Dutch aid agencies tended Thursday to hundreds of migrants camped in sweltering heat outside an overcrowded center for asylum-seekers as Dutch authorities investigated the death of a baby in the center a day earlier.
The Dutch arm of Doctors Without Borders deployed medics to the tiny village of Ter Apel in the northeastern Netherlands to give first aid and other assistance. A mobile hospital was expected to arrive Friday, said the organization’s national director, Judith Sargentini. It is the first time the humanitarian group was called in to assist with a Dutch crisis.
For two nights running, some 700 people have slept outdoors because the asylum reception center with an official capacity of 2,000 does not have space for them and the Dutch government is scrambling to find emergency accommodation.
With temperatures above 30 degrees Celsius on Thursday, migrants lay listlessly on blankets under four canvas shades held up by wooden poles. Some sheltered in the shadow of a Red Cross station that had Wi-Fi and power for charging their phones.
Others squabbled as they tried to board a bus to a nearby town. Inside a tent, a medic checked people who wanted care. Blue plastic children’s paddling pools were set up as washing stations, and a small row of portable toilets stood near the covered areas.
Sargentini compared the situation to overcrowded migrant camps in Greece.
“These are 700 people sleeping rough: no showers, very bad facilities, no health care from the institutions,” Sargentini told The Associated Press. “And it might not be as crowded as on the Greek isles, but if you come here after a long journey as a refugee, you think you find safety, but you find neglect. And you sleep like this. Even if you are healthy, you’ll get sick here.”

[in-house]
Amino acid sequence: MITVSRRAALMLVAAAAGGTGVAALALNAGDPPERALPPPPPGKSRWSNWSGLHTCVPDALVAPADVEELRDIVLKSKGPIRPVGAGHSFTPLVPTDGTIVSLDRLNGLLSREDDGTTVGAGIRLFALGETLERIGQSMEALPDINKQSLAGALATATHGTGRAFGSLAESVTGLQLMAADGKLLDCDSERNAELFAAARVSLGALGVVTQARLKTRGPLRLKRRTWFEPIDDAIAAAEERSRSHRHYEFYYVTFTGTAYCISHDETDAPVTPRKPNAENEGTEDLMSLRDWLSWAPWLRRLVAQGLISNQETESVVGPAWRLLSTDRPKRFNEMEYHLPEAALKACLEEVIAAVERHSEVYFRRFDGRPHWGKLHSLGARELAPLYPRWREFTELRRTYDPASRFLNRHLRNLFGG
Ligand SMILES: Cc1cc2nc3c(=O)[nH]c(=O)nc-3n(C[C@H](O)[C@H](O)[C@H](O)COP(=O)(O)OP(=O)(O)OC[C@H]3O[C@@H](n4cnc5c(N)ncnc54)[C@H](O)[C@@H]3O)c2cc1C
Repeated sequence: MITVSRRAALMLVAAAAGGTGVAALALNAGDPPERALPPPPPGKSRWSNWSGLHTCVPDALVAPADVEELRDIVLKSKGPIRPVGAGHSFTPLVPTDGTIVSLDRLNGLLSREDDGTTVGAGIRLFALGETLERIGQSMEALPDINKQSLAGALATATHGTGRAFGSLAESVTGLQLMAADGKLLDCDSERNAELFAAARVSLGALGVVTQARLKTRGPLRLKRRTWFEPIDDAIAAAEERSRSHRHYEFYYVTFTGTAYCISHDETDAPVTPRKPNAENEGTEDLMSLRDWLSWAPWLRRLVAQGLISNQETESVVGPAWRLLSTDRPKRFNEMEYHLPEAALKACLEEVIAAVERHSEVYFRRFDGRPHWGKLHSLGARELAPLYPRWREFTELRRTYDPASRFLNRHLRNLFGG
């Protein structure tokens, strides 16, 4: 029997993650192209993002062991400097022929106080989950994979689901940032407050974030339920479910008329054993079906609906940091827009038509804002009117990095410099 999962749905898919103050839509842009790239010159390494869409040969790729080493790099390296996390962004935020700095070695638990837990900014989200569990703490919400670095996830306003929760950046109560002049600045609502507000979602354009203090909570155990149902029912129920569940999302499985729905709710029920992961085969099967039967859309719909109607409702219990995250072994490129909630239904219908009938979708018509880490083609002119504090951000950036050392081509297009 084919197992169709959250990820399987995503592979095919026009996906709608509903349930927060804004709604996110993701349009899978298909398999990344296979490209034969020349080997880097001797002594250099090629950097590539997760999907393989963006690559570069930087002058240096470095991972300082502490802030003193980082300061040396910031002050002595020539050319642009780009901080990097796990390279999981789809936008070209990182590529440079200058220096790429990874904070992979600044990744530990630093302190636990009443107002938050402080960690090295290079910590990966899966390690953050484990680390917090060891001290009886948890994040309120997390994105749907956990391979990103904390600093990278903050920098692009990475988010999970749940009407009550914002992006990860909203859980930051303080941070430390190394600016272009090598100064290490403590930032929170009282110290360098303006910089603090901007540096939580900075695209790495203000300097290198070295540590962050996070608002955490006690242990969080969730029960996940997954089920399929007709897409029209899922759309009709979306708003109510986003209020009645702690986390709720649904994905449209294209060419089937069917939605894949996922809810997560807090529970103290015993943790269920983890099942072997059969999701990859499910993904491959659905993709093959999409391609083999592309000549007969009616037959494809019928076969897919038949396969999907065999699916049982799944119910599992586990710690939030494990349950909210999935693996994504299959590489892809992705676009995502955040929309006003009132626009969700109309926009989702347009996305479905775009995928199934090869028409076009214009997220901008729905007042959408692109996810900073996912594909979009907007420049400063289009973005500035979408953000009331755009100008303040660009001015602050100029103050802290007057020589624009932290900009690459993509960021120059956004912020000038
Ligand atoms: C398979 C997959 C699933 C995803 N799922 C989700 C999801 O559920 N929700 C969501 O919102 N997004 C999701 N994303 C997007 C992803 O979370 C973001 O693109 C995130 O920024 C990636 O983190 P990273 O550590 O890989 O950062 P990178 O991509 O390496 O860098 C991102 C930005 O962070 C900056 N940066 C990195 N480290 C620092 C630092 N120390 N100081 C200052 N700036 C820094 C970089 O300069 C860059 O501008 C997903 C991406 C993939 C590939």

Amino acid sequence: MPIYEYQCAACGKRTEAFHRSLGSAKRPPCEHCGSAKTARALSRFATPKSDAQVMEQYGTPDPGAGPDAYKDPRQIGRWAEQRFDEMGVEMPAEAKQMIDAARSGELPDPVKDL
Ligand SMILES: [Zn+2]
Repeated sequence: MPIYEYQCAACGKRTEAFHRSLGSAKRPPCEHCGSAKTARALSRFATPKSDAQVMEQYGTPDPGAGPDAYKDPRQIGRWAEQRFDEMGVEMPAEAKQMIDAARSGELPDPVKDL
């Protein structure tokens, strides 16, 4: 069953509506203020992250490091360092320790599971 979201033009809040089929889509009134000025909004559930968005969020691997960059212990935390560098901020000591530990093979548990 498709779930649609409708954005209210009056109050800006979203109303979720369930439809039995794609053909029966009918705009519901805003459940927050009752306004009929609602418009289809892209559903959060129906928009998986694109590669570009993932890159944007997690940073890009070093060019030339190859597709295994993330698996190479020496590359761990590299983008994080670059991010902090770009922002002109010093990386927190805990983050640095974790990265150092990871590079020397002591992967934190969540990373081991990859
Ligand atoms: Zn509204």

She said two people were hospitalized Thursday — a man who had a heart attack and another who did not have medication for his diabetes.
State Secretary for Asylum and Migration Eric van der Burg told reporters he was “deeply shocked” by the death of the 3-month-old baby. The cause of death was under investigation, he said.
Mohammad Ali, a 34-year-old Syrian who crisscrossed Europe to reach the Netherlands and has been in Ter Apel for about a month, said he was shocked at the conditions there.
“I’m surprised from the bad conditions here because I didn’t hear about it,” he said.
A number of factors have created the crisis in Ter Apel. It can take months or more to process the asylum applications of migrants arriving from so-called safe countries who ultimately are not entitled to stay. A housing crisis means refugees often have nowhere to go once they have been granted a residency permit and therefore stay on at asylum-seeker centers.
While many Dutch towns and cities offered places for Ukrainians who fled the war in their country, the welcome mat has worn thin for asylum-seekers from other countries. The majority of people arriving in Ter Apel are Syrians fleeing their nation’s grinding civil war.
“There’s about 60,000 Ukrainians in municipalities that are being housed there, and there you can see it was possible. But when it comes to non-Ukrainian refugees — people here are mostly from Syria, from Turkey, Afghanistan — municipalities still look the other way,” said Sander Schaap of refugee aid group VluchtelingenWerk.
In a sign of growing anger at the situation among residents, a group protested Thursday night near the asylum-seeker center, carrying banners that said “Real Refugees OK, Troublemakers Go Away” and “Enough of the Nuisance.”
The situation in Dutch asylum-seeker centers has gotten so bad that VluchtelingenWerk last week took the government and its asylum agency to court to produce improvements. Nobody from the agency was available for comment Thursday.
Sargentini wants to see change even sooner but is not optimistic.
“If we can leave tomorrow because of the government taking its responsibility, we will,” she said. “But currently, together with the Red Cross, we are here to give that needed help.”